In a recent study comparing the effectiveness of labs across the country at detecting SARS-CoV-2, Saskatchewan Health Authority’s (SHA’s) Roy Romanow Provincial Laboratory (RRPL) ranked second, sharing the honour with St. Michael’s Hospital in Toronto. Mount Sinai Hospital’s lab, also in Toronto, holds the first spot.
SARS-CoV-2 (severe acute respiratory syndrome coronavirus 2) is the name of the pandemic virus that’s causing COVID-19, the coronavirus disease.
Although Amanda Lang, clinical microbiologist for the SHA, is pleased with the results, “generally speaking, all Canadian labs performed similarly and are employing well-performing tests,” she said.
Seventeen facilities in nine provinces participated in order to evaluate every test (also called assays) in use in Canada at the time of the study. The study took place throughout March and April.
Lang said the purpose of the study was to garner a better understanding of all SARS-CoV-2 laboratory tests being used in Canada and see how well they perform against each other.
“Tests developed by different labs have the potential to be quite different in their performance,” said Ryan McDonald,
supervisor of Typing and Surveillance part of the Molecular Diagnostics group with RRPL. “This study highlights the importance in assessing their ability to detect the virus compared to others.”
Lang noted that the reason for the diversity in lab tests is that every provincial lab and every commercial vendor raced to develop testing protocols quickly during the initial onset of the pandemic in order to meet supply and testing demands.
“The fact that they all perform similarly is very reassuring and allows us to have many ‘back-up’ options to ensure we can provide adequate testing. For example, in Saskatchewan, there are three different lab tests being used interchangeably, all of which perform similarly but use different equipment and supplies, in order to meet testing demands and ensure we have surge capacity.”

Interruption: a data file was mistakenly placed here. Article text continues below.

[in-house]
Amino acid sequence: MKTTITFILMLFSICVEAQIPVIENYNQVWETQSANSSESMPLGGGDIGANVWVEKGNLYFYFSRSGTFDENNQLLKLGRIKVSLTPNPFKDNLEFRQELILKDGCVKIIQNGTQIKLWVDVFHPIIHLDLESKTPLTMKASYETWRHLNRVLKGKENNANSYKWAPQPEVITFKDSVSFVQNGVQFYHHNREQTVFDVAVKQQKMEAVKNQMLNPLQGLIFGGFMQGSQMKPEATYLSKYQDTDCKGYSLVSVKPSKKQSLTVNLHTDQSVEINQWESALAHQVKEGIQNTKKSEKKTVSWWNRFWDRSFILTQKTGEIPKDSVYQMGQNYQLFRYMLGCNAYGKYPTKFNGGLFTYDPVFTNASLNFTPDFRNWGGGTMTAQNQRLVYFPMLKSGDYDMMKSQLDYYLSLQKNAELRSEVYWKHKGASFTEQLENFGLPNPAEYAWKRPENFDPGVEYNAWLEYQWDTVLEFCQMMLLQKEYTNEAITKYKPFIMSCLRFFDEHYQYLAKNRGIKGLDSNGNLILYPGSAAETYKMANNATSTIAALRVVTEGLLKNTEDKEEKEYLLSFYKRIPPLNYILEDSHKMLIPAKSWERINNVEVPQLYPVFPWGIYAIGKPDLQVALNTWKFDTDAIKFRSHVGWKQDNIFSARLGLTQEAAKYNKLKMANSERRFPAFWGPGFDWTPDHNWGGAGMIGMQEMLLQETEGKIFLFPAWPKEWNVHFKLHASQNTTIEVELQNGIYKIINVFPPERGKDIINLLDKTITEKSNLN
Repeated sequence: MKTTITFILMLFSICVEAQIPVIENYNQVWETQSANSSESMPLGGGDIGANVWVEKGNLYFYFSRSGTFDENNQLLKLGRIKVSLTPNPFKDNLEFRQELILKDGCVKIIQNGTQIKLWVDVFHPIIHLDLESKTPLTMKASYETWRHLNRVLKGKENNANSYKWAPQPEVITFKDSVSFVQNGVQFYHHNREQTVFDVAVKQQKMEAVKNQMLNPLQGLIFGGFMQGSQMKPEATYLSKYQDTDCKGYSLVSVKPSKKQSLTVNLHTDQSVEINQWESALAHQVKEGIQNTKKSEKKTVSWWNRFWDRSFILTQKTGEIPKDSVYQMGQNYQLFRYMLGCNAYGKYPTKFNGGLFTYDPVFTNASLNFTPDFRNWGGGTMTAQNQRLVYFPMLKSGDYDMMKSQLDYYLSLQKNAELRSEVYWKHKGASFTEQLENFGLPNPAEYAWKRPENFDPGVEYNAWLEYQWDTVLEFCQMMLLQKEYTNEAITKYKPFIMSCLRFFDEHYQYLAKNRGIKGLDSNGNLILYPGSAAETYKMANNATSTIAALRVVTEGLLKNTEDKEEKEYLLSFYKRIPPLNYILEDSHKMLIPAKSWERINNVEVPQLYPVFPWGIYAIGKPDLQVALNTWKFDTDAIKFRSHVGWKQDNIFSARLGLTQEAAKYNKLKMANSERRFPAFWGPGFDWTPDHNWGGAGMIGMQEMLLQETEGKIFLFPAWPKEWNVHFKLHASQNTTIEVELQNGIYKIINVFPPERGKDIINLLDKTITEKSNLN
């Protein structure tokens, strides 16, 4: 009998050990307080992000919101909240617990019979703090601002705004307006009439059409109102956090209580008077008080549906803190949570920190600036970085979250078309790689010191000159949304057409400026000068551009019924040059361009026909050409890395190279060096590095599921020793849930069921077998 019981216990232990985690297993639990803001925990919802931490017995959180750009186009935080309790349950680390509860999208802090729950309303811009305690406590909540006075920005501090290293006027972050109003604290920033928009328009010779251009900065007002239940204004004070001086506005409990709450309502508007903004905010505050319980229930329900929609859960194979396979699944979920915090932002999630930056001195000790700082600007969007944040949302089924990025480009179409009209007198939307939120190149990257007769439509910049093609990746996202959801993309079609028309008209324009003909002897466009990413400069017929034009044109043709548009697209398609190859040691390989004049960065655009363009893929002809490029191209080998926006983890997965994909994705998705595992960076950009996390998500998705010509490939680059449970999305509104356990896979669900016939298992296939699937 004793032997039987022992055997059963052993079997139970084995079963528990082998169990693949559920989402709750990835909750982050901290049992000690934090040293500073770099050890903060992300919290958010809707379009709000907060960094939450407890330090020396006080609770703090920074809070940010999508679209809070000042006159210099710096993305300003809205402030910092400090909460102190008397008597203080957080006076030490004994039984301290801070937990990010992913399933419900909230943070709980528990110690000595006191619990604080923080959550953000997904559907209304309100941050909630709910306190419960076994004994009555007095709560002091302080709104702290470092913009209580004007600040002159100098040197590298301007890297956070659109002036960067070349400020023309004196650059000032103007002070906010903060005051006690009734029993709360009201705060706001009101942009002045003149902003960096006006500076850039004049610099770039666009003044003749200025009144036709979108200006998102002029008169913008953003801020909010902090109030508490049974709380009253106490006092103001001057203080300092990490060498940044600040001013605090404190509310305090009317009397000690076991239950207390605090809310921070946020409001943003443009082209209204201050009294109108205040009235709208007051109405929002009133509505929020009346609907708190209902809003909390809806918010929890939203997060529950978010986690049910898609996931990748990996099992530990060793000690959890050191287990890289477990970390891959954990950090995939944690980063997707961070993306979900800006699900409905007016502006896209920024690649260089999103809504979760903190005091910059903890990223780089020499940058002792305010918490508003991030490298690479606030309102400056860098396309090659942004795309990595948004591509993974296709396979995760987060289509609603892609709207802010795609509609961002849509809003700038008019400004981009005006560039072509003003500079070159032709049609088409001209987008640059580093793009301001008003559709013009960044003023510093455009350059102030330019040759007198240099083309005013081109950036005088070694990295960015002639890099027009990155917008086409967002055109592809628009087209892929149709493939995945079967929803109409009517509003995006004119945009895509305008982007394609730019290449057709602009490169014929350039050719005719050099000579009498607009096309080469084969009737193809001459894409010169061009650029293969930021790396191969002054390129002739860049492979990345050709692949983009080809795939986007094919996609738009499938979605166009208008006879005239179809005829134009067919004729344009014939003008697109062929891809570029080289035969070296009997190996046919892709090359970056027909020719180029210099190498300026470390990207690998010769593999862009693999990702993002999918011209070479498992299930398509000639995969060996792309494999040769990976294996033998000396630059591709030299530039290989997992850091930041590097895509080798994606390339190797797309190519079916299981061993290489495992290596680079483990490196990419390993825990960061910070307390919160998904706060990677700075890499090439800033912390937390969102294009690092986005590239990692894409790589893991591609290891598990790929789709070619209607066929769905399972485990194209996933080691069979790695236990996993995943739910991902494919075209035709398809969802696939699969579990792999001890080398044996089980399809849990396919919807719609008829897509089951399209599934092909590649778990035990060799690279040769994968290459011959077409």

Lang, McDonald and Harry Deneer, head of the Molecular Microbiology Lab located at Royal University Hospital, are members of the Respiratory Virus group, part of the Canadian Public Health Laboratory Network. In this role, they helped with the study design, co-ordination of testing, and reviewing and editing of the study article, which appears in the July 2020 issue of the
Journal of Clinical Virology. Lang and McDonald played lead roles in customizing RRPL’s SARS-CoV-2 lab test so that it would produce the best results and be suitable for the lab’s equipment, personnel and workflow.
Dr. Paul Babyn, physician executive for SHA’s Provincial Programs, said the work of the provincial lab team deserves recognition.
“I’d like to thank them for their amazing work developing, validating and doing these tests for the people of Saskatchewan. We’re so proud of the work they do every day.”